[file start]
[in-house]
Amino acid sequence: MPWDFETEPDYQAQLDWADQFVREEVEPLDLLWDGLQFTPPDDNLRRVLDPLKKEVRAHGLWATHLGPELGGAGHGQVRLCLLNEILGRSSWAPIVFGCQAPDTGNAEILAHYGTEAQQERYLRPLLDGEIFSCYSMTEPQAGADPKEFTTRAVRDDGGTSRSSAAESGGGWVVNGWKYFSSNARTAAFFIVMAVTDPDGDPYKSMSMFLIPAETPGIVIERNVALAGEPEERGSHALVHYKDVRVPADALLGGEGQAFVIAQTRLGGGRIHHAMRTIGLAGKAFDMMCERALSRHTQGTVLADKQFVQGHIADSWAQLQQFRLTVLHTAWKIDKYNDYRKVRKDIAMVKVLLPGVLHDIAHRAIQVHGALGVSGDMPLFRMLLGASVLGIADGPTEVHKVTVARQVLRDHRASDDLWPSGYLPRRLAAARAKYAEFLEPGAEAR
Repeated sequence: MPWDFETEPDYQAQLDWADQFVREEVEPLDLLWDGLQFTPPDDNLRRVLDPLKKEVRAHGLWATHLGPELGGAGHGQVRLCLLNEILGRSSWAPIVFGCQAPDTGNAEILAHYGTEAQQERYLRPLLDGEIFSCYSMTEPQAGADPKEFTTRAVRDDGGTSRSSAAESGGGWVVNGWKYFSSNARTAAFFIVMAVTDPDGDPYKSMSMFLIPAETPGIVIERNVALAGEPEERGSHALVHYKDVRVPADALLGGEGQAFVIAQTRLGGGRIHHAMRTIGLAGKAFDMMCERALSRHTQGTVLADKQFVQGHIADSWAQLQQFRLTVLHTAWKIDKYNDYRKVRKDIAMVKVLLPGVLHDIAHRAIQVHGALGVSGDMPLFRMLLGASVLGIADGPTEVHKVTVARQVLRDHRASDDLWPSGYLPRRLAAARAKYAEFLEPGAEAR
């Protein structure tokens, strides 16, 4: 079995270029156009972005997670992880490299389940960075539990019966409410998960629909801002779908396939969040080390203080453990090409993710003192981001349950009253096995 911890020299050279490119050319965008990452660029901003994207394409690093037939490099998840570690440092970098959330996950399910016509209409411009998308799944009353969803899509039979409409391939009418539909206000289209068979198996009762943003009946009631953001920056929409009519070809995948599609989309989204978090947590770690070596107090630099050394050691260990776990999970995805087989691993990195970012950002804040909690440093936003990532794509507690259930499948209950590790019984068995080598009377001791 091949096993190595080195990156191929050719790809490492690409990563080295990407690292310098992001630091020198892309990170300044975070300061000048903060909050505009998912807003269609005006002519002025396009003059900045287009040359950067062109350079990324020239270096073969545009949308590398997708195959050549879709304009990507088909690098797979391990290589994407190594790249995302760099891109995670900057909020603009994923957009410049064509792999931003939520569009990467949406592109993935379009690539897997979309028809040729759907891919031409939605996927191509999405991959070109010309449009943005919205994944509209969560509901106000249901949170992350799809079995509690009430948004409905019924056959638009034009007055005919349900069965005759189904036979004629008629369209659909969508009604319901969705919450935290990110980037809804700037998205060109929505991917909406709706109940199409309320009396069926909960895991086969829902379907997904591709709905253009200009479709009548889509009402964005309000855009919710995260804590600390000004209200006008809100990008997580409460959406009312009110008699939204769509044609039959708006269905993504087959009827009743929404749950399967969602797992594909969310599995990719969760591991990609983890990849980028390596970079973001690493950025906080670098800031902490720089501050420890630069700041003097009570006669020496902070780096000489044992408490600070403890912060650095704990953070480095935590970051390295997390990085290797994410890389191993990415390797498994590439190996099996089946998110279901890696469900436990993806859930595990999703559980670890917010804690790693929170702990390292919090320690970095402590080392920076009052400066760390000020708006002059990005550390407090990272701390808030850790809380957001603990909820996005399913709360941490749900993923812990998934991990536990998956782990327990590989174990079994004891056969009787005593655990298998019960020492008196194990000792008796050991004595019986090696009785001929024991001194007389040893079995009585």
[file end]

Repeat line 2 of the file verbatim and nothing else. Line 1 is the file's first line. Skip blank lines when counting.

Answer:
Amino acid sequence: MPWDFETEPDYQAQLDWADQFVREEVEPLDLLWDGLQFTPPDDNLRRVLDPLKKEVRAHGLWATHLGPELGGAGHGQVRLCLLNEILGRSSWAPIVFGCQAPDTGNAEILAHYGTEAQQERYLRPLLDGEIFSCYSMTEPQAGADPKEFTTRAVRDDGGTSRSSAAESGGGWVVNGWKYFSSNARTAAFFIVMAVTDPDGDPYKSMSMFLIPAETPGIVIERNVALAGEPEERGSHALVHYKDVRVPADALLGGEGQAFVIAQTRLGGGRIHHAMRTIGLAGKAFDMMCERALSRHTQGTVLADKQFVQGHIADSWAQLQQFRLTVLHTAWKIDKYNDYRKVRKDIAMVKVLLPGVLHDIAHRAIQVHGALGVSGDMPLFRMLLGASVLGIADGPTEVHKVTVARQVLRDHRASDDLWPSGYLPRRLAAARAKYAEFLEPGAEAR